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Business and Regulations,Opinion,Taxes and Budget

Left, Right, & Center on Incentives

Mar. 16th, 2012
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RALEIGH – In a previous column I described the political debate about North Carolina’s economy as a disagreement among three schools of thought about how best to stimulate growth. For the sake of convenience, I employed the familiar labels of Left, Center, and Right.

The Left believes that weak economic performance is primarily a consequence of weak consumer spending. Recessions happen because people aren’t buying enough stuff, say leftists, and one reason that happens is that too much money is flowing to rich people, who tend to save it, rather than poor people, who tend to spend it. The Left’s solution is to raise income taxes on the rich and redistribute the proceeds to the poor, in the form of cash or in-kind benefits, or to government employees and vendors.

The Center believes that weak economic performance is primarily a consequence of inadequate supply, not inadequate demand. Centrists believe that a lack of investment in the problem, and they see government’s job as one of developing and implementing a plan to invest in infrastructure, education, and critical business sectors or regions. If necessary, they favor raising sales taxes to pay for the new investment, as such taxes hit consumption rather than investment and are the least-unpopular taxes to raise.

The Right agrees with the Center that investment is the solution for weak economic performance, but conservatives see private investment as the lever and government interference as a key reason the lever can be hard to move. That’s why they focus on reducing the cost of investing and doing business in the state, through such means as reducing marginal tax rates and reforming regulations that either inhibit entrepreneurship or raise the cost of key business inputs such as energy and labor.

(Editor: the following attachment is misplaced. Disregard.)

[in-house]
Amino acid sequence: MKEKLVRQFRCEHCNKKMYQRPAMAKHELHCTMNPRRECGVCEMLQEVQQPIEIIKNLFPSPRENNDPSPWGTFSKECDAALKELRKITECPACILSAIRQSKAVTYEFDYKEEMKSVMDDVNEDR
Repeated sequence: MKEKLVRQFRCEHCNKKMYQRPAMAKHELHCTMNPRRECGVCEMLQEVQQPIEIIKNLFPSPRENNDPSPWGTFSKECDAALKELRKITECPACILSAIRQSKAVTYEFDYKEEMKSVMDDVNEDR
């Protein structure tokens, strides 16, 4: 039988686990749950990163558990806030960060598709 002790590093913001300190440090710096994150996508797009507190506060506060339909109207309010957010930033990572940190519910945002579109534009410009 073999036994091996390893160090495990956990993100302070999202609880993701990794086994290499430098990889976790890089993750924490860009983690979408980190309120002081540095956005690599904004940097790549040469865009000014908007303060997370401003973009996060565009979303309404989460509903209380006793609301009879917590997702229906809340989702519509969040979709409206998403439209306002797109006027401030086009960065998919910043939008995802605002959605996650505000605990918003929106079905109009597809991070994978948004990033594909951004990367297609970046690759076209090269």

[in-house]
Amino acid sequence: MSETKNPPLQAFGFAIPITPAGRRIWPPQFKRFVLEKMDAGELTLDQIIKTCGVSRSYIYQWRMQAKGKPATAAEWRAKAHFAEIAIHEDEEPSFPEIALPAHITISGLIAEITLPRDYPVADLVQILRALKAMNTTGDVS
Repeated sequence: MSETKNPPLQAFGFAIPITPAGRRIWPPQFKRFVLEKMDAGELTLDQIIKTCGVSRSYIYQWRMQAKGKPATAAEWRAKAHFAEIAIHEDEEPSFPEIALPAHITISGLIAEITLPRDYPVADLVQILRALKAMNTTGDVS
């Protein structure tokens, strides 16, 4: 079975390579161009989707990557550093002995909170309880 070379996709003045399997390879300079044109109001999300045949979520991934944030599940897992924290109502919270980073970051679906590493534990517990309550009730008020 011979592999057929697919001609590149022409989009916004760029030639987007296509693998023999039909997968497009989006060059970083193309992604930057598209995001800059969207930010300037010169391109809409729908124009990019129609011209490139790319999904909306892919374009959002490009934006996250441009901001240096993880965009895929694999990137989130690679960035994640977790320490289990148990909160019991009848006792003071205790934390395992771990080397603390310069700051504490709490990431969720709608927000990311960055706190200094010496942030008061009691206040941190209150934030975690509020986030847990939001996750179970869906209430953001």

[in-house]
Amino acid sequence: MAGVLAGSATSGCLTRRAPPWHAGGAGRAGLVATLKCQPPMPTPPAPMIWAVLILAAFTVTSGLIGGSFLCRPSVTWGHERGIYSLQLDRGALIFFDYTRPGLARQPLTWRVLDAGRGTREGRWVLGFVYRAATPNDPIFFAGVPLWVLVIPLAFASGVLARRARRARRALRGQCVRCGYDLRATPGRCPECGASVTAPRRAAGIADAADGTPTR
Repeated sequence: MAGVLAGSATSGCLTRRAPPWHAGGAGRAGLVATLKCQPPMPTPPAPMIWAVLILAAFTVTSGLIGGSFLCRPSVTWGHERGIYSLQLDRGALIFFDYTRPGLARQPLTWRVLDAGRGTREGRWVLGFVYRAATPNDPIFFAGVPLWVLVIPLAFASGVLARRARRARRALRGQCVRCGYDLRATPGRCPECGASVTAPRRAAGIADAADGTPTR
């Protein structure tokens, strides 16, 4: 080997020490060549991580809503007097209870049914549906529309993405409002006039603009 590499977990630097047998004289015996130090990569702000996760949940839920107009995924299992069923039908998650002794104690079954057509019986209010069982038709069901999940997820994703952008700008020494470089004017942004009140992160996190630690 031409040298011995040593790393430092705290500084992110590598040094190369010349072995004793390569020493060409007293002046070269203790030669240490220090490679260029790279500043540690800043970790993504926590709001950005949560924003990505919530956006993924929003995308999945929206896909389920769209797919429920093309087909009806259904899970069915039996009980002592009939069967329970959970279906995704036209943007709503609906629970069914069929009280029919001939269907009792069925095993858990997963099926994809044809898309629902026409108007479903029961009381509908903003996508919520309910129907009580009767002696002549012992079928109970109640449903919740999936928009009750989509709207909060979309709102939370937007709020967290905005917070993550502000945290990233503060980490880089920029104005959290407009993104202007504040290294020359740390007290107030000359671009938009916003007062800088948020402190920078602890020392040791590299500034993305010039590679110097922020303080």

It might be easier to distinguish these very different arguments by considering a particular example: retail. When liberals sees retail sales fail to meet expectations or even drop year-to-year, they cite it as evidence of inadequate demand in the economy as a whole and argue that redistributing income and propping up government spending will boost consumer spending and thus keep people employed.

When the Center and Right see retail sales drop, they look past the aggregate number and look at the details. For example, they may notice that the sale of books, CDs, and DVDs by big-box retailers is down, but not because consumers are reading, listening, or watching less. Instead, consumers are buying these things less expensively online. Rather than assuming government must step in to boost aggregate demand, the Center and Right recognize the implications for new investment. Stores need to drop unprofitable lines and locations, investing instead in products that consumers still want to see and feel before buying. Online retailers need to invest in expanded capacity and offerings. And other firms need to invest in new products or services to capture some of the dollars that consumers previously spent on higher-priced books, CDs, and DVDs.

Where the Center and Right part company is not what to do – invest in new supply – but how to do it. Centrists believe that government should take an active role, either by spending tax dollars on infrastructure and worker retraining or by giving subsidies to private companies that invest in the industries and locations public officials deem to be the wave of the future.

Conservatives don’t think government should take an active role in deciding where new investment should go. Instead, they seek to increase the real rate of return on all private investment and then let the market sort it all out, rather than having government officials attempt to guess at which firms or ideas will best satisfy ever-shifting consumer demands.

Can you see now why the Left and Right, coming at the issue from very different starting points, tend to be against corporate subsidies while the Center favors them? The Left sees government intervention in the form of bailouts or targeted tax incentives as the right solution to the wrong problem. The Right sees such government intervention as the wrong solution to the right problem.


Hood is president of the John Locke Foundation and publisher of